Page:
8 HR and 32 RBI in only 31 games. He wasn’t finished making the minors his personal
playground. Having nothing left to prove at AA, he was promoted to AAA Indianapolis, the last
stop before Pittsburgh. In 10 games, he dwarfed his AA numbers. Terrorizing the International
League by batting .455, having an OPS of 1.208 with another one home run and 8 more RBI. He
displayed great positional flexibility and improved defense in addition to his greatly improved
offensive profile. Where he begins 2023, and how long he stays there, will generate significant,
and passionate, debate amongst fans.
The Pitcher of the Year was not so clear cut. From AA down to the Florida Complex
League, several young arms put themselves on the map. From youngsters like Anthony Solometo
and Bubba Chandler’s dominating the rookie ranks, to a pair of 2020 draft picks, Nick Garcia
and Jared Jones at Greensboro, there are pitchers that if the stars align, could rival some of the
great young staffs that have previously burst upon the majors at one time. However, for 2022, the
choice came down to two starters closer to the majors in 2018 11th round selection, Michael
Burrows and 2019 1st rounder, Quinn Priester, with Priester winning by a nose.
Both started at AA Altoona and ended up at AAA Indianapolis. Both spent time on the
shelf and both displayed dominating stuff. Priester started 15 games and threw 76.0 innings. The
result was an ERA of 2.84 and a corresponding WHIP 1.184. He struck out 75 and walked 22.
The 9.0 K per 9 inning is a stat you want to see from a front of the rotation arm. He stated two
games with Indianapolis, going 1-1with a 3.16 ERA over 9.1 IP. More encouragingly, he struck
out 10 and did not walk a batter. Considering the Pirates overly cautious approach and Priester’s
late start to 2022, not to mention his value, expect him to spend the bulk of 2023 at AAA where
his workload will be closely monitored.
2022 is in the books. As stated earlier, this year’s production can be an indicator of the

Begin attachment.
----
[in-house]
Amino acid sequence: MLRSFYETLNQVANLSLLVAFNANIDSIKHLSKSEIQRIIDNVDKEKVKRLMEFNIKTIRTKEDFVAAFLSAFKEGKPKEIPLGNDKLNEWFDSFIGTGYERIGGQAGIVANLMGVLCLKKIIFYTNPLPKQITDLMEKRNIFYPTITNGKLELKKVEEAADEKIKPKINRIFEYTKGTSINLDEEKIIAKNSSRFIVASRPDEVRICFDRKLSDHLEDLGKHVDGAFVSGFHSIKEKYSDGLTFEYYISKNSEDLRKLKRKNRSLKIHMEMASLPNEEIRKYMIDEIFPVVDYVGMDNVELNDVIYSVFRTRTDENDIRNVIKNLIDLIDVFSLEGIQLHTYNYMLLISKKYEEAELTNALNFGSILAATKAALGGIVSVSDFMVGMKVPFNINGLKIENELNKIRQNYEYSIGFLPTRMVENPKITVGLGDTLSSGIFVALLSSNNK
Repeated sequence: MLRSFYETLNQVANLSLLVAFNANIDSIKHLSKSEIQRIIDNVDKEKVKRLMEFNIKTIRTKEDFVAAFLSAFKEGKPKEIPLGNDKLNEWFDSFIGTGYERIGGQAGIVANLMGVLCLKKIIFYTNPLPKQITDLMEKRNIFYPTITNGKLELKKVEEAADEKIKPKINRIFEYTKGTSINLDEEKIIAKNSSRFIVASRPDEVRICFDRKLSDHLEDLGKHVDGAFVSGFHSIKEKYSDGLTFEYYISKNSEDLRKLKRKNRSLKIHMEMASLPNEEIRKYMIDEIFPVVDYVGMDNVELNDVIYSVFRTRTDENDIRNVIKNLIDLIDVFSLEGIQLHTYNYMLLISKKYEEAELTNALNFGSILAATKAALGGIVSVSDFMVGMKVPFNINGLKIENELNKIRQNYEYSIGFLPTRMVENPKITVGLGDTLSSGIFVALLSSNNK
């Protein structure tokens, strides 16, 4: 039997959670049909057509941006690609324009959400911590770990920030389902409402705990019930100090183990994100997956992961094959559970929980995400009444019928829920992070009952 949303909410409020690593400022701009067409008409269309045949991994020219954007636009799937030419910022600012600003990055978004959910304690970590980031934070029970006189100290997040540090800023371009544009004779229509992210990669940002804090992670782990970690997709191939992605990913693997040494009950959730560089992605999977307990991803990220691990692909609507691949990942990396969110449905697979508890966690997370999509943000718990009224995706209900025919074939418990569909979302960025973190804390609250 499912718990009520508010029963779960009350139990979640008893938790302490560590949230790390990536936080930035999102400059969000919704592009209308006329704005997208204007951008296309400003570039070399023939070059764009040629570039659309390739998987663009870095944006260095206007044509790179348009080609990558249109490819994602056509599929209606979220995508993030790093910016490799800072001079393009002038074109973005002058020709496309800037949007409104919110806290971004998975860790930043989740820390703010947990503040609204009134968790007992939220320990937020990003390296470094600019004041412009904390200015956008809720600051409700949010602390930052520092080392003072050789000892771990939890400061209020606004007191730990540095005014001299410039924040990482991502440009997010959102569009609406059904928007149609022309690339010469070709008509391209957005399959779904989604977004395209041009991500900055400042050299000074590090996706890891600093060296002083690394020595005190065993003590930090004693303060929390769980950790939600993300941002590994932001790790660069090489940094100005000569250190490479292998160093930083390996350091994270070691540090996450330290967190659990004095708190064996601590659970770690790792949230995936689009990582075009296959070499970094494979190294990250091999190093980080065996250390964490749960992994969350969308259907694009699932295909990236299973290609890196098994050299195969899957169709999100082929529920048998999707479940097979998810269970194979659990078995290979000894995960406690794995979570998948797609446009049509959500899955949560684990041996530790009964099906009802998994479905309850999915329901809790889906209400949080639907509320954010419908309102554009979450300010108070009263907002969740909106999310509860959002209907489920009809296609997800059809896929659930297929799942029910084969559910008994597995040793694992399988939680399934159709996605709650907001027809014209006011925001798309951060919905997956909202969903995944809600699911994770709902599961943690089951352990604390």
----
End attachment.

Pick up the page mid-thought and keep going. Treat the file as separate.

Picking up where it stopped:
future, but far from a guarantee. Like Rodriguez, players will make huge strides forward. Like
Frazier and Florencio, there is the danger of a plateau, or worse. For now, one can allow
themselves some optimism and hope. Spring training begins Friday, February 24, 2023, with
games starting the next day. We will start to get a better idea at that time.
Notable Performances from across the Pirates four full season affiliates:
Ji-hwan Bae .289/.792 OPS, 8 HR, 53 RBI, 30 SB
Osvaldo Bido 32 G, 111.1 IP, 3-8, 4.53 ERA, 1.50 WHIP, 122 K, 64 BB
Michael Burrows 12 G, 42.1 IP, 1-4, 5.31 ERA, 1.35 WHIP, 42 K, 12 BB
Jared Triolo .282/.795 OPS, 9 HR, 39 RBI
Matt Gorski .277/,844 OPS, 8 HR, 32 RBI
Michael Burrows 12 G, 52.0 IP, 4-2, 2.94 ERA, 1.10 WHIP, 69 K, 19 BB (Promoted
Greensboro Hi A:
Dariel Lopez .286/.805 OPS, 19 HR, 58 RBI
Nick Garcia 25 G, 113.0 IP, 4-4, 3.66 ERA, 1.20 WHIP, 109 K, 46 BB
Jared Jones 26 G, 122.2 IP, 5-7, 4.62 ERA, 1.35 WHIP, 142 K, 51 BB
Bradenton Low A:
Jace Bowen .256/.805 OPS, 14 HR, 66 RBI, 20 SB (Promoted to Hi A)
Tsung-Che Cheng .270/.794 OPS, 6 HR, 52 RBI, 33 SB
Pu Yu Chen 22 G, 98.1 IP, 4-8, 4.58 ERA, 1.26 WHIP, 103 K, 36 BB
Joelvis Del Rosario 20 G, 93.0 IP, 7-4, 3.40 ERA, 1.29 WHIP, 76 K, 25 BB